The changes proposed in Clause 1 as an addition to Section 44(3) of the Marriage Act 1949 are not unreasonable in themselves but, as the author of the First Epistle to the Corinthians puts it in Chapter 6, verse 12 (and I quote him or her):
"all things are lawful unto me, but all things are not expedient".
May I ask the right reverend Prelate how great was the swell of unrest and protest against the words of the Marriage Act 1949 which made it necessary to bring in this Private Member's Bill? Was there any research? For example, was there a full survey of the registrars to ask their opinions? How were the views of the consumers of the service established and obtained?

Since this Bill, as is customary in another place, passed through all its stages without exciting very much discussion, I should be grateful if the right reverend Prelate could say a little more by way of explication about the benefits which the changes would bring and to whom those benefits would principally accrue, and what perils and dangers would await us all, in this world and the next, if by any chance, through the sundry and manifold changes of the world, the Bill were unfortunate enough not to secure its Second Reading here tonight?

10.25 p.m.

My Lords, I congratulate the right reverend Prelate the Bishop of Southwark on securing the introduction of the Bill, which has been considered and passed to this House from another place. I congratulate him also on the explanation he gave, which certainly helped with some of the queries I had in relation to the Bill. It was instructive to hear the noble Lord, Lord Morris of Castle Morris, in his beautiful use of English, raise queries on the Bill.

As the House heard, the purpose of the Bill is to introduce greater choice for people who are getting married by allowing the use of more modern language in the marriage ceremony for those couples who want it. As the right reverend Prelate said, the 1990 White Paper, Registration: Proposals for Change, recognised that there was a case for providing modern-day language alternatives which had substantially the same effect as the contracting and declaratory words prescribed in the Marriage Act 1949. The proposals in this Bill have broadly the same purpose.

The noble Lord, Lord Morris of Castle Morris, had a number of queries concerning the Bill, one of which related to its benefits. The benefits for his countrymen are that they will be able to be married in their own language and in their own chapels.

I have listened with interest to what has been said. I congratulate the Churches Main Committee on the work it carried out, and once again congratulate the right reverend Prelate the Bishop of Southwark on his work.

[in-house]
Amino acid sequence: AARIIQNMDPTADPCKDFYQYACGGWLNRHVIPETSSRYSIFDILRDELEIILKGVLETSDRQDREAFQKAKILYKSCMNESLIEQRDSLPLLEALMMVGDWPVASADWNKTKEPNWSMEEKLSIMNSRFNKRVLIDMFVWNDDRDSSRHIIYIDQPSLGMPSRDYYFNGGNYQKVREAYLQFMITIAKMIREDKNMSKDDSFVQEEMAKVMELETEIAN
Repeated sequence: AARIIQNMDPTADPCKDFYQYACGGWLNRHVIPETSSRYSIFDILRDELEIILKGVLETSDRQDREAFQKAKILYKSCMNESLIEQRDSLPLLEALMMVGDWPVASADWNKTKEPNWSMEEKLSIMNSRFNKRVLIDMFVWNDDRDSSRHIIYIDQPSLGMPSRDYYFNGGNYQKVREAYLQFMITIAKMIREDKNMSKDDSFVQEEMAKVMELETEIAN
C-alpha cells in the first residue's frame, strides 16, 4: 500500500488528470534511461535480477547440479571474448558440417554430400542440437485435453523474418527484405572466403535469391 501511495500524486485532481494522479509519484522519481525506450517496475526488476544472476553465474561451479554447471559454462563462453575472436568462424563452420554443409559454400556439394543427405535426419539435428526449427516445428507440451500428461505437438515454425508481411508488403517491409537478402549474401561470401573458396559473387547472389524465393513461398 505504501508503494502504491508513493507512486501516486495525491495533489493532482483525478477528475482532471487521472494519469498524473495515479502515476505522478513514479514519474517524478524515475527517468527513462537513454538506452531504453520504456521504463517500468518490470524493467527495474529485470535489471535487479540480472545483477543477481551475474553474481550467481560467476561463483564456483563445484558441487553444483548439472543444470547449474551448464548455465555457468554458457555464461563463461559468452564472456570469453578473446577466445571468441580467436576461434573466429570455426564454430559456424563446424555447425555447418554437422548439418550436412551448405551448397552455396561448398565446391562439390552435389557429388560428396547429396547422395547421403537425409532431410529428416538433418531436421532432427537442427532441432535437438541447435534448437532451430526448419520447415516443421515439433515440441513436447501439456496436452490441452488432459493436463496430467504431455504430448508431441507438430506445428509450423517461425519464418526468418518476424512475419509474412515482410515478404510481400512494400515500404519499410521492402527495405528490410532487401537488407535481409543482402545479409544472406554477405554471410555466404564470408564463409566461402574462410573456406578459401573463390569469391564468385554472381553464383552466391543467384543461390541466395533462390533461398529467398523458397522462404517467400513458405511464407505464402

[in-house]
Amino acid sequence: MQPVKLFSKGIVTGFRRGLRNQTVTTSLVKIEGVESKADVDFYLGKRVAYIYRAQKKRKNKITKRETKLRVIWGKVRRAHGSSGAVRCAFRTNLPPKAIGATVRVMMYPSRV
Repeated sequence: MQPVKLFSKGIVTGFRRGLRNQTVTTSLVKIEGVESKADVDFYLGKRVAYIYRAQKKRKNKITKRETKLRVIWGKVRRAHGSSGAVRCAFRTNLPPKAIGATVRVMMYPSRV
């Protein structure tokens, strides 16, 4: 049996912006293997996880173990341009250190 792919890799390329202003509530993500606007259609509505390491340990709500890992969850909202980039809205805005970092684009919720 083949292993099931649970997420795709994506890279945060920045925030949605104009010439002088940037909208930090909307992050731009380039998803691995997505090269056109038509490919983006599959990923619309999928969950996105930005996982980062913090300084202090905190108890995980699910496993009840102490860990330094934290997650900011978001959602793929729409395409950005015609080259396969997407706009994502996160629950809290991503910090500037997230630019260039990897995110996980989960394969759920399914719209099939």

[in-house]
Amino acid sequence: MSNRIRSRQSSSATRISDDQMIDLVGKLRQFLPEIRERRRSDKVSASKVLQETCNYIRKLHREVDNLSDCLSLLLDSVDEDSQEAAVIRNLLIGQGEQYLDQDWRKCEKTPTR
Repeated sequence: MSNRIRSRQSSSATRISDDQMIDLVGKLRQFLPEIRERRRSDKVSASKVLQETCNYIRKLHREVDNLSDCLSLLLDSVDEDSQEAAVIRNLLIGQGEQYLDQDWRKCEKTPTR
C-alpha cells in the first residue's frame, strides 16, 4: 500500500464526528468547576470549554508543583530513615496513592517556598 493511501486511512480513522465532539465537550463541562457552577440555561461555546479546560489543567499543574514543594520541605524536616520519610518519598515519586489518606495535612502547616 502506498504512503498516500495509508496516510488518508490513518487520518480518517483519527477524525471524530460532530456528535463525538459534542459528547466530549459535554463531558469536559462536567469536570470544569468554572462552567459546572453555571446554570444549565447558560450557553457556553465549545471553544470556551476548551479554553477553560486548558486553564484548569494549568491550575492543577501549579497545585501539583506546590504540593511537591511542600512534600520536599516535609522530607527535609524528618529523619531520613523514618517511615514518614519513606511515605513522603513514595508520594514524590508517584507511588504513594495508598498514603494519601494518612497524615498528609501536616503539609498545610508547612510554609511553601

10.26 p.m.

My Lords, I am grateful to the noble Earl for his encouraging words, the kindness of his remarks about the Churches Main Committee and the explanation of this Bill. I am grateful to the noble Lord, Lord Morris of Castle Morris, for his animated intervention and his series of questions. I could expect nothing less from a vice-president of the Prayer Book Society, even at this late hour.

As I indicated in my speech, there has been a full discussion on this matter, with a Green Paper, but also in preparation for the White Paper, including the proposal that the words should be modernised. No single objection was raised. I cannot give an answer as to whether the registrars were fully consulted on what the score was at the end. I doubt whether anyone can.

I also indicated—and it is important that I repeat this for a vice-president of the Prayer Book Society—that the traditional Prayer Book words will not be replaced but an alternative will be provided. I do not know what the perils and dangers may be for those in this world and the next. I have never made a study of either the furniture of Heaven or the temperature of Hell, so I do not know those things.

Since we are in the business of quoting from St. Paul, I shall simply say: yes, he did say those words about certain things being expedient, but the same author in the same book said: "I would rather speak five words with understanding than ten thousand words in an unfamiliar tongue." So to those who are being married with these words, in these days, I rather think the tongue will be more familiar if the alternative words are used. Those matchless words of Cranmer are slightly out of date for the modern couple. I commend the Bill to the House.

On Question, Bill read a second time, and committed to a Committee of the Whole House.